I was distressed to hear that Radio Scotland’s Beechgrove Potting Shed is being axed at the end of the year. I was brought up on radio programmes and still prefer radio to television. I can listen about the house and have a trusty portable in my greenhouse.
It seems remarkable that the curtain should come down on a programme with nearly a million weekly listeners.
Gardening is one of our most popular hobbies, judging from long waiting lists for allotments and I cannot foresee any change to this.
School and community gardens enhance neighbourhoods, diets improve with eating fresh food, and local biodiversity increases. It’s also a multi-million pound industry.
Novice gardeners joining an established allotment site can get advice from existing plotholders. They can watch what other gardeners are doing. But those options don’t exist with a new allotment site where the majority are beginners. Being able to phone the Potting Shed can be very useful for them. I hope BBC Scotland will reconsider their decision.
I’ve just dug up a row of raspberry canes which hadn’t fruited well for several years and was wondering whether it would be wise to replant now or later. Tuning in to the Potting Shed, I was delighted to find Carole Baxter explaining the pros and cons of autumn or spring planting of raspberries together with some handy tips I hadn’t thought of.
For me, the programme’s strength lies in its spontaneity. Sometimes the presenters have a bit of a banter between themselves before making their recommendations. They can ask the questioner for more details. It has the feel of having some friends at hand with sound horticultural knowledge and experience. I’ve known Jim McColl for a while now. Where he differs from many media gardeners is that he is first and foremost a professional gardener with an engaging manner who has made a success of radio and television rather than the reverse.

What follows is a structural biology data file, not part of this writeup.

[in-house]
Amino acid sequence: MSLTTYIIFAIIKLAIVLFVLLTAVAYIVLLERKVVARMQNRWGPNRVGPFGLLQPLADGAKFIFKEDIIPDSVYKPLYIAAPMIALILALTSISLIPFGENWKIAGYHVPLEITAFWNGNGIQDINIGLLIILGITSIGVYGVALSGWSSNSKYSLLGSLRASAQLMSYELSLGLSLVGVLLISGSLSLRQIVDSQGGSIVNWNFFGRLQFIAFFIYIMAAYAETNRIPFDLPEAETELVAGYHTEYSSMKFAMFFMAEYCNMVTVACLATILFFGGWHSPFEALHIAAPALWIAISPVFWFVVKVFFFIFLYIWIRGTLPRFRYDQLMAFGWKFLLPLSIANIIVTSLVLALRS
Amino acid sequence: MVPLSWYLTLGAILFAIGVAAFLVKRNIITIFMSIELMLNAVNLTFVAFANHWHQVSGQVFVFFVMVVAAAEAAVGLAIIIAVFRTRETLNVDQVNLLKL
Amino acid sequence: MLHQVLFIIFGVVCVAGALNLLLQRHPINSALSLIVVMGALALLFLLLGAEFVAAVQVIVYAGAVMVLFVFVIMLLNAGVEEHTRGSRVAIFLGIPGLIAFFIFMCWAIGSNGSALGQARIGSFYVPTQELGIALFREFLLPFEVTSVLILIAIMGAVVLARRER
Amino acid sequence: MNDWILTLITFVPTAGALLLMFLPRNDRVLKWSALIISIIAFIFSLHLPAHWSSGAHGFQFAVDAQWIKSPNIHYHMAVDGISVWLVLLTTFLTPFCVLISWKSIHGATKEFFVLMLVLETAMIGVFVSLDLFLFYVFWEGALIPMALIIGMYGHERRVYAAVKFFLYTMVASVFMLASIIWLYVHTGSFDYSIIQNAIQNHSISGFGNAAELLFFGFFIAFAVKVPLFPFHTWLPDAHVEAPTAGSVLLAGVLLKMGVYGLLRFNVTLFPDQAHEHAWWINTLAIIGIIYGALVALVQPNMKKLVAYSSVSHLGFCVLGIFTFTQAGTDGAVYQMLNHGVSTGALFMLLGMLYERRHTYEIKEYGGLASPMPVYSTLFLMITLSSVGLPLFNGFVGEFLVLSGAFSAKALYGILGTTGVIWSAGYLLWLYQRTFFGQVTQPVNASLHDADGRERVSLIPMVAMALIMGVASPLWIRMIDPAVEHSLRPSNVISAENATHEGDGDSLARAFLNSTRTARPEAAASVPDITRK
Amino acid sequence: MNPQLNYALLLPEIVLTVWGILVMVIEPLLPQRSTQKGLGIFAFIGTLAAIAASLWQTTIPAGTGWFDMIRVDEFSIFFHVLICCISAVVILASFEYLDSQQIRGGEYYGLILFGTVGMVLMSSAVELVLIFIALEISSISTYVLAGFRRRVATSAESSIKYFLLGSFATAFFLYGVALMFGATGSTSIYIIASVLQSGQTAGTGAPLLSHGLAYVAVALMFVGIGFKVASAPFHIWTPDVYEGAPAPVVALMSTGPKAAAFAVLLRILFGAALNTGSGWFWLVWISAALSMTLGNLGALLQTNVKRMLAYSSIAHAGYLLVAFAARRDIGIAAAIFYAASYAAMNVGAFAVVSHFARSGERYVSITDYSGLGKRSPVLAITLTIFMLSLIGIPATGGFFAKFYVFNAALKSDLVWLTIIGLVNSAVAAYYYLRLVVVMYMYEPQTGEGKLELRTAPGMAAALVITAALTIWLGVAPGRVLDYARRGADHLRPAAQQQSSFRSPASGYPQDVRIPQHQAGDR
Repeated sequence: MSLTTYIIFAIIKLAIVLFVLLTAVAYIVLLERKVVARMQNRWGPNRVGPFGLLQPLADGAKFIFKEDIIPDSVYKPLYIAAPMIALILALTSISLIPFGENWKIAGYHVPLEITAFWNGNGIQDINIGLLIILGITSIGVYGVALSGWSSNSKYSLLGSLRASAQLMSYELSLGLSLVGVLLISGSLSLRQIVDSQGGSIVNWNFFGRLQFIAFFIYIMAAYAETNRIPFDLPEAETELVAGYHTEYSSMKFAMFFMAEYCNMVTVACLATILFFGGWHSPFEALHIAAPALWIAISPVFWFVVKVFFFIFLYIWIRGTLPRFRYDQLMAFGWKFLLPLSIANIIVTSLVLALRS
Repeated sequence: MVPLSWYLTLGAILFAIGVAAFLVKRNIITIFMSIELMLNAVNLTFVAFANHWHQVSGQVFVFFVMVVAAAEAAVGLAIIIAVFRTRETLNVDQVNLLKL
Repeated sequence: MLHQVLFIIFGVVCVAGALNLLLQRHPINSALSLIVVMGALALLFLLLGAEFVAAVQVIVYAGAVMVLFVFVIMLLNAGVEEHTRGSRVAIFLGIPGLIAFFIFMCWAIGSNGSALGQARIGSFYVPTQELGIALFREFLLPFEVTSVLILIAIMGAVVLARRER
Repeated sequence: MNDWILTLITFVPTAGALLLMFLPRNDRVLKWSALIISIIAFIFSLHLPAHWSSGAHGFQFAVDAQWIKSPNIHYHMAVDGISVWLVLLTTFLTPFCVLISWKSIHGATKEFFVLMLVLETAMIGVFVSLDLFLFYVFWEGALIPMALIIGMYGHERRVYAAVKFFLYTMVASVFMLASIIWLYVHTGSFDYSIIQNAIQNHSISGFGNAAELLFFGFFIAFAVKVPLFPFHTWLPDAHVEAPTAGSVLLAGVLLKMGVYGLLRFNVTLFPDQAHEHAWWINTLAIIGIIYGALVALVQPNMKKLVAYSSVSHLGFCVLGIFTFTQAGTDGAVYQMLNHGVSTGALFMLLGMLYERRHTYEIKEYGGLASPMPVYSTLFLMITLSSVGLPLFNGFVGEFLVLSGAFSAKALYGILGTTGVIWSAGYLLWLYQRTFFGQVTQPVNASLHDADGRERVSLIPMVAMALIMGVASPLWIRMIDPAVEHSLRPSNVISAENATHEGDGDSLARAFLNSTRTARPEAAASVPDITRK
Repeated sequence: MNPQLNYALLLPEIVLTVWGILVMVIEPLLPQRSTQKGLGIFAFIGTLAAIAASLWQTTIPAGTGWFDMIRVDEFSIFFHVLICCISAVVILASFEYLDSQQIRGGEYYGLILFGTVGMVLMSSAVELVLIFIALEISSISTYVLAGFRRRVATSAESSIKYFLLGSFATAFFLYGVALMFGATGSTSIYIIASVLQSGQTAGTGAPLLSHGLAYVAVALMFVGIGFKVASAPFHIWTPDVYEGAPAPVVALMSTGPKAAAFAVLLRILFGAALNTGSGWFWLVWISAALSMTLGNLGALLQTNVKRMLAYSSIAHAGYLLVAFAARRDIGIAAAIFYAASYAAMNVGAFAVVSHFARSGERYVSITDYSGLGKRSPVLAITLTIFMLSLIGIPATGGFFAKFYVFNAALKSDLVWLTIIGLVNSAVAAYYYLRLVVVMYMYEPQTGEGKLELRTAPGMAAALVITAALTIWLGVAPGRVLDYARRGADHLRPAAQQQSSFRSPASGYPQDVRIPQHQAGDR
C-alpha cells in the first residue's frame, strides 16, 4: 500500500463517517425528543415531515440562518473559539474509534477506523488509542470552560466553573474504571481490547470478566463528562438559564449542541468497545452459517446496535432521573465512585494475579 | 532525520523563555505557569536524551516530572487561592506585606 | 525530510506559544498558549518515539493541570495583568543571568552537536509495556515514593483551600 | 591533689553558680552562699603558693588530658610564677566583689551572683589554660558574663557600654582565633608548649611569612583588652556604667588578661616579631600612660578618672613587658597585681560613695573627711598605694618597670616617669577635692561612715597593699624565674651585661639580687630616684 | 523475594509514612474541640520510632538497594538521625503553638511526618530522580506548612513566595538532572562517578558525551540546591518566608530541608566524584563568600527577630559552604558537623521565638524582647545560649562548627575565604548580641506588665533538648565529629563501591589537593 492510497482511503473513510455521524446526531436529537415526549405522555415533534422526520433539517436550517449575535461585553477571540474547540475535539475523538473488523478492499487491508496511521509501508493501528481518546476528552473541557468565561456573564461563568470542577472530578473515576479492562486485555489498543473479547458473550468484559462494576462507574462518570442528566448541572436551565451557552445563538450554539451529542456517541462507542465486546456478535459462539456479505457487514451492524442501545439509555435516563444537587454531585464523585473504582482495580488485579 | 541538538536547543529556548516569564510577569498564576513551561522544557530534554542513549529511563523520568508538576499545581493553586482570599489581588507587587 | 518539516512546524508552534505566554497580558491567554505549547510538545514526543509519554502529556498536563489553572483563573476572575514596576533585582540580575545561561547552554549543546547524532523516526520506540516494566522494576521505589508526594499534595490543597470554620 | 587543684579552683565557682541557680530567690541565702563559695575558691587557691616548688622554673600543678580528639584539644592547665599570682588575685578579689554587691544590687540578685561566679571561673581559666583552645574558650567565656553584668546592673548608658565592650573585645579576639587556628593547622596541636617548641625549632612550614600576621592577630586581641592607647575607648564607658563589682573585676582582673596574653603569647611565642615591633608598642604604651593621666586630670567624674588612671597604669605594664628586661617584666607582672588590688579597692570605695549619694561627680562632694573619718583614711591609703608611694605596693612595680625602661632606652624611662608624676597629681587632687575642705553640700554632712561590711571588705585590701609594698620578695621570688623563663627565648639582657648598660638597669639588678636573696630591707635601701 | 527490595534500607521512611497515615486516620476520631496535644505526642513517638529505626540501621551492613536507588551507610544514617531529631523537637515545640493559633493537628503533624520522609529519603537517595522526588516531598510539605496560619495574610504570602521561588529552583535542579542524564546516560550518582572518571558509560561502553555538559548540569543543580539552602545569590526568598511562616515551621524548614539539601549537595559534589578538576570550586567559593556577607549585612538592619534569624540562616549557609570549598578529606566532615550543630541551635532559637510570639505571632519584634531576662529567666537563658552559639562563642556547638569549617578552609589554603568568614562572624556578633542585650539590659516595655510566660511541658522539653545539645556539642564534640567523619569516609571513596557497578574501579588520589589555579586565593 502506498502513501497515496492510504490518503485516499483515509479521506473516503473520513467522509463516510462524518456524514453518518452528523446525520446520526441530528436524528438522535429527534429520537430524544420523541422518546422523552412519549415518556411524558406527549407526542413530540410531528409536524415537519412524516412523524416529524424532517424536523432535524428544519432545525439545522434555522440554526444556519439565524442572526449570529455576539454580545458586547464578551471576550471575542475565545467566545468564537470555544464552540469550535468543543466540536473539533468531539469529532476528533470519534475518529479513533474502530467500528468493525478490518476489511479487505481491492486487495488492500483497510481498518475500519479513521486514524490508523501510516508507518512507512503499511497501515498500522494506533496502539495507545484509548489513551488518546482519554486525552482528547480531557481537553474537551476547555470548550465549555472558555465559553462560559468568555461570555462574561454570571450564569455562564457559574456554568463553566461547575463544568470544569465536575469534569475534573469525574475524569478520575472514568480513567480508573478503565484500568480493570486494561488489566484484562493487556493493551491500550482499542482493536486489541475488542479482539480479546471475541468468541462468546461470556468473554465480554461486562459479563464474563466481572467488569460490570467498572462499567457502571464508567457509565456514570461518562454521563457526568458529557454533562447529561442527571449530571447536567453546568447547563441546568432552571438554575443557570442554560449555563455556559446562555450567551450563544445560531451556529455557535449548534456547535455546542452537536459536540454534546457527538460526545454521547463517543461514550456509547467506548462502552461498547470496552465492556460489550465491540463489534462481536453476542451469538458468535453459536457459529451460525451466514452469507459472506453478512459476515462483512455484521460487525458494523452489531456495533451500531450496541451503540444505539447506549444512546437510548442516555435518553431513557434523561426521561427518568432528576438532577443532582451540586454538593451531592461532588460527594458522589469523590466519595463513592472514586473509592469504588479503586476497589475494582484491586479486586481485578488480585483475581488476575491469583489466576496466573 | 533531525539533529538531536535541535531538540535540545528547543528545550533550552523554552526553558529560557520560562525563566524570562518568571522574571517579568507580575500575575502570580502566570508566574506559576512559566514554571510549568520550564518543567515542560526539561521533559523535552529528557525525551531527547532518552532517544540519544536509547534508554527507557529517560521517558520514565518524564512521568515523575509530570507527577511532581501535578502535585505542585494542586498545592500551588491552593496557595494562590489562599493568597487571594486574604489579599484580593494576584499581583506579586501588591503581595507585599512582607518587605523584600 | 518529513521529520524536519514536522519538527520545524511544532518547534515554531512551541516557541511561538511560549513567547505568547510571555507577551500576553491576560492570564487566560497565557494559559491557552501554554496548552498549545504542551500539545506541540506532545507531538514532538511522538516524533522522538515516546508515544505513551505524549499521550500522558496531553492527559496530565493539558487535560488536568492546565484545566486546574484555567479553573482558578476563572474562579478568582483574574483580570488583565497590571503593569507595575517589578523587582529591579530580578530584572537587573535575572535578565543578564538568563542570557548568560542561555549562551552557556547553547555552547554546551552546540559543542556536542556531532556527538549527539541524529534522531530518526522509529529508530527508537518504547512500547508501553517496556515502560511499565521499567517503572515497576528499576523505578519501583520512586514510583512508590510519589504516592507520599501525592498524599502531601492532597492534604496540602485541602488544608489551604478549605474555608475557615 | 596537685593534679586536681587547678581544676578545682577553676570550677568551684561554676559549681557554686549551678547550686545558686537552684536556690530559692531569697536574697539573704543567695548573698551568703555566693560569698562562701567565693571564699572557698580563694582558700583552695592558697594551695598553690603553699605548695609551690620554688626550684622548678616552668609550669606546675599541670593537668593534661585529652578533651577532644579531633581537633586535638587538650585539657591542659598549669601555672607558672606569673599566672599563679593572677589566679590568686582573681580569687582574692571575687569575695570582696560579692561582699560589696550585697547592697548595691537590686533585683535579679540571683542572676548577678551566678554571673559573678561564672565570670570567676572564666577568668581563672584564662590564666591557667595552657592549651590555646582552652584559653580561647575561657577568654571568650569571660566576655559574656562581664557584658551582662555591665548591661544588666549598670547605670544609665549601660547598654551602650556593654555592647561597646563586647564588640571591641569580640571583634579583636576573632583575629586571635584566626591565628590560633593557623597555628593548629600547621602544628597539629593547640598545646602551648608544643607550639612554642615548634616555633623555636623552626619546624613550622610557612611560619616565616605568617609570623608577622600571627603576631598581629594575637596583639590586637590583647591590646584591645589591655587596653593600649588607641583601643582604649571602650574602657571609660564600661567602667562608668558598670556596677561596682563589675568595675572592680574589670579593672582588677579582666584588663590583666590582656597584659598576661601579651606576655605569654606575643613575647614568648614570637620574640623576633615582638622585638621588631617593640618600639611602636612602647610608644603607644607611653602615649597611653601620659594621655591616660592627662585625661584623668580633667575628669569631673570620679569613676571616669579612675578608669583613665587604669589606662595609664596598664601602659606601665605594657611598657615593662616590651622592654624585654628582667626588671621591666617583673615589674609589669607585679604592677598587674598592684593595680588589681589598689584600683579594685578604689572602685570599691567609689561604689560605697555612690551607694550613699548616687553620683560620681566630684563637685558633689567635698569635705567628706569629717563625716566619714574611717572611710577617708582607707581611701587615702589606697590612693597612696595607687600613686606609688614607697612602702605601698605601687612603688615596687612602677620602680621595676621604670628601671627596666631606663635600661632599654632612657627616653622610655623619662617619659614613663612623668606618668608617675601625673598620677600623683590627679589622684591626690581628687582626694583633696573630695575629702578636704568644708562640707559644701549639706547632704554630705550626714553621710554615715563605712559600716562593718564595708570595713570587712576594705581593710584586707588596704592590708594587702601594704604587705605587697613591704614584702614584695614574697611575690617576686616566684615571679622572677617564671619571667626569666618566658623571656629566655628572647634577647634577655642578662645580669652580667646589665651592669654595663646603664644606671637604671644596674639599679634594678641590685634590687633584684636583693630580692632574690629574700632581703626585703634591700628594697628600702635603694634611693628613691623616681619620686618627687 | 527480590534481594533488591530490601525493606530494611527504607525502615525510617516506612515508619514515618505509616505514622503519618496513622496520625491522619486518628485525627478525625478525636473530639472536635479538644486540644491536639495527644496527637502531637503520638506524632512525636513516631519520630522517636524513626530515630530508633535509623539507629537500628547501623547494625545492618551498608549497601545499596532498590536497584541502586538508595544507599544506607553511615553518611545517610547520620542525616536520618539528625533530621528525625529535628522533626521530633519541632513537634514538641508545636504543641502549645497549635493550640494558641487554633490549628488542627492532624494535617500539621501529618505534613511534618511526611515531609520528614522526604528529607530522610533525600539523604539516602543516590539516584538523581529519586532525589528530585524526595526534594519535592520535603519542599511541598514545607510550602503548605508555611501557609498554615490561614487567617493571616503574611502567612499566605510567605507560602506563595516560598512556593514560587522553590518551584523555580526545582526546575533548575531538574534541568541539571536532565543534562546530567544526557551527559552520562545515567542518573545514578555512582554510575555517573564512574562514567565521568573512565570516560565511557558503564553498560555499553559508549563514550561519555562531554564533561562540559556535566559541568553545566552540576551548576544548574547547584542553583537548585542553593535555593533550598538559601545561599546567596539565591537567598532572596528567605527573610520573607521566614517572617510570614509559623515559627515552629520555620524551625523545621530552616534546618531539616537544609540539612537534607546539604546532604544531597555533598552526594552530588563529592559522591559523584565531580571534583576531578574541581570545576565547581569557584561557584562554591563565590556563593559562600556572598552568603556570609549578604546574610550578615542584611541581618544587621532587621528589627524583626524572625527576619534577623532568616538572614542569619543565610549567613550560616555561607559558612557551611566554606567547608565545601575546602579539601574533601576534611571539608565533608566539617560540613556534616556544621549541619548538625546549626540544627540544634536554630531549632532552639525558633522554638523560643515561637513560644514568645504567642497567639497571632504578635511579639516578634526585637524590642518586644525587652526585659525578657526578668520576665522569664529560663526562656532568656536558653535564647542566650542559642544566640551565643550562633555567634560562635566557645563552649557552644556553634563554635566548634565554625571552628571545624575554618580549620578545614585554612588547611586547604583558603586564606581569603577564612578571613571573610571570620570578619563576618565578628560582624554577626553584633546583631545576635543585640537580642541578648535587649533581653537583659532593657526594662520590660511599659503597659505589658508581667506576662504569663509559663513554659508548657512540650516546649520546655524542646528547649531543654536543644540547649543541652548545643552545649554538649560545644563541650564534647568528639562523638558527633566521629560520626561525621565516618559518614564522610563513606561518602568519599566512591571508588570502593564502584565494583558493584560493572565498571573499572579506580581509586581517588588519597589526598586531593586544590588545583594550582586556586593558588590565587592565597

The Beechgrove Garden is broadcast from Aberdeen and the Potting Shed team are familiar with our climate. Other gardening programmes come from the south of England and while they may be entertaining and sometimes relevant, our Scottish weather is usually colder, wetter, and windier than the south. We need local solutions for our local situation. It’s not helpful to be encouraged to plant seeds for example when we can still see frost on the ground.
Search for a job
Search for a car
Search for a house
Weather for Edinburgh
Sunday 19 May 2013
Temperature: 9 C to 16 C
Wind Speed: 7 mph
Wind direction: North east
Temperature: 9 C to 20 C
Wind Speed: 8 mph
Wind direction: North